Training health personnel in early identification of critical illness is a crucial step in improving disease prognosis, as shown by several studies [48, 49]. Priority should be given to training in the early recognition and management of pediatric conditions that most commonly lead to death in the local area. This issue holds particular significance in LMICs [50], such as Tanzania, where, like many sub-Saharan Africa countries, there is a shortage of trained healthcare professionals with an estimated 3 doctors and 39 nurses per 100 000 inhabitants in the country [51, 52].

Early triage assessment and prompt identification of signs of critical illness, and rapid initiation of appropriate treatment should be top priorities for all hospitals providing emergency care for children [53]. However, according to the study of Ardsby et al. [54], only 9.1% of the hospitals reported specific triage protocols for children < 5 years of age. Inadequate triage is a widespread problem in LMICs and represents an important challenge in addressing emergency conditions in hospitals [55, 56].

Finally, our study revealed that the children admitted to hospital were in average younger than not admitted (about 10 months older), a result in agreement with what other studies have observed [18]. However, in our study are included children who came for follow up for post-therapy, post hospitalization or anthropometric and neurodevelopmental assessment (12.3% of the total population examined).


This study provides information about pediatric emergency visits to an OPD of a district-level hospital in Tanzania on a large sample of children, a still under-researched field of research that needs as much work as possible for reduce preventable deaths.

Moreover, the availability of data collected through dedicated software is another strength of our study. Optimization of data recording is an important area on which to focus resources to obtain increasingly accurate data. The data collection was done through the new HMIS introduced in early 2022 at Tosamaganga Hospital. The availability of this software allowed to collect good quality information in terms of accuracy, reliability, consistency. In fact, the current data recording system that is used in the hospital allows for good data recording with minimal gaps that are likely to be reduced over time. The HMIS proved to be effective and easily usable in the data collection process, confirming that having better data quality simplifies the monitoring of health care delivery and evaluation of the impact of health interventions [57].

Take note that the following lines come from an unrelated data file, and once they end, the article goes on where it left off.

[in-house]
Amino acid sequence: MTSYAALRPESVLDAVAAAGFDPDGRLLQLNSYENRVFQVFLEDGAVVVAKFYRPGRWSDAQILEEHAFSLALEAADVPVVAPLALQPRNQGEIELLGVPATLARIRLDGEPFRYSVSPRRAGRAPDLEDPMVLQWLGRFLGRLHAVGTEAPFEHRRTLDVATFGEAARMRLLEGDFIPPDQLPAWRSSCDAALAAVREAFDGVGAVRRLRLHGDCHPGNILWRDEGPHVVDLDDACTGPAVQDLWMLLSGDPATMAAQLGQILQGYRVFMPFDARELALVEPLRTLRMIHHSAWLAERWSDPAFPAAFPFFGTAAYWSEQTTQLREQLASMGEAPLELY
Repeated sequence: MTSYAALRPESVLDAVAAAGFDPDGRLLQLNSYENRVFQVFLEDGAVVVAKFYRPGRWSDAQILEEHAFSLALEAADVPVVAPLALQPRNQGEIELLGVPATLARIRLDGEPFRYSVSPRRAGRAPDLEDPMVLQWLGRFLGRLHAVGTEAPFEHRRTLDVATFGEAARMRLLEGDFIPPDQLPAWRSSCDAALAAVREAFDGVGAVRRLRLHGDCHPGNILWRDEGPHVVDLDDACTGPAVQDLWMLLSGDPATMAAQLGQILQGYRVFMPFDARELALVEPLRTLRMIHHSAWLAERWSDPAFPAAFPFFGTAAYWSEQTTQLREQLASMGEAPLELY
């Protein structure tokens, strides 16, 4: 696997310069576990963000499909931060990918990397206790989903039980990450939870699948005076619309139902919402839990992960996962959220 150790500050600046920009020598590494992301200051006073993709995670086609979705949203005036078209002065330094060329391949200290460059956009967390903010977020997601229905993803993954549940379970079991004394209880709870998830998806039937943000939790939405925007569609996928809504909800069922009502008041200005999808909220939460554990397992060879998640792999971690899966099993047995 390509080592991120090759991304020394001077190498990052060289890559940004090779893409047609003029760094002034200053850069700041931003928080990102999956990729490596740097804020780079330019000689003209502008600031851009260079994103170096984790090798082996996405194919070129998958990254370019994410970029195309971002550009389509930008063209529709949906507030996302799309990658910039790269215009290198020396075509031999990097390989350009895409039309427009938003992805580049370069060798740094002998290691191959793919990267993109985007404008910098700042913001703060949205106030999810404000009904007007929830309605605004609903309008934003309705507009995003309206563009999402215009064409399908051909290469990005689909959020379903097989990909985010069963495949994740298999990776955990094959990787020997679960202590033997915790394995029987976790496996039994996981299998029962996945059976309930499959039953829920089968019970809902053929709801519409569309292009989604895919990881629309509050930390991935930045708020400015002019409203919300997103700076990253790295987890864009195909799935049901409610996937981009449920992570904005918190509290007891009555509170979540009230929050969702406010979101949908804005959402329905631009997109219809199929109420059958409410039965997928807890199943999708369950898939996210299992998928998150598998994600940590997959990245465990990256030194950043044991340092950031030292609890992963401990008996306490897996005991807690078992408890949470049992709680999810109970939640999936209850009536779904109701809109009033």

This is a single-center study of a district-level hospital; it may not represent the rest of Tanzania or other LMICs, but it is reasonable to assume that our data provide some useful information about pediatric emergency care at the local and national levels that can help optimize the distribution and use of resources, as well as plan more appropriate feasible and effective interventions to improve pediatric emergency care within an integrated system of care.

For some variables we could not collect information for all subjects because they had not been registered in the electronic database, which became operational just in January 2022, when the study started. Furthermore, we could not collect information on the last three months of 2022, a limitation that did not allow to assess whether there are seasonal differences on the outcome. However, we performed analyses by month of admission to OPD.

Moreover, data on comorbidities different from those collected are not reported in the OPD database, thus in the inpatient database they are mentioned inconsistently and, therefore, could not be analyzed.

This would be extremely valuable information to include in multivariate analysis, as underlying conditions such as malnutrition, HIV, and other infectious or chronic diseases have been shown to be associated with need for hospitalization and mortality [58, 59]. Systematic collection of major comorbidities should be pursued to be able to properly interpret the data to improve care and optimize organization and resource utilization.

Finally, it was not possible to define the aetiological diagnosis of the diseases due to instrumental and laboratory diagnostic limitations.


The findings of higher risk of hospitalization for children without health insurance, and living far from the hospital underline the necessity to promote health education and policies aimed at extending the universality of health care, through the implementation of primary care as close as possible to the population, in particular in little villages. The establishment of an efficient emergency call and transport system could support this healthcare priority.

The observation that children visited by staff including health care personnel specifically trained on pediatric patient management confirm the necessity to improve the quality of care provided to children with acute and critical illness, avoiding admissions for pathologies that could be treated in other health settings, such as primary care, if timely evaluated. The presence of a triage system, not currently present at Tosamaganga Hospital, could facilitate a more specific access to emergency care.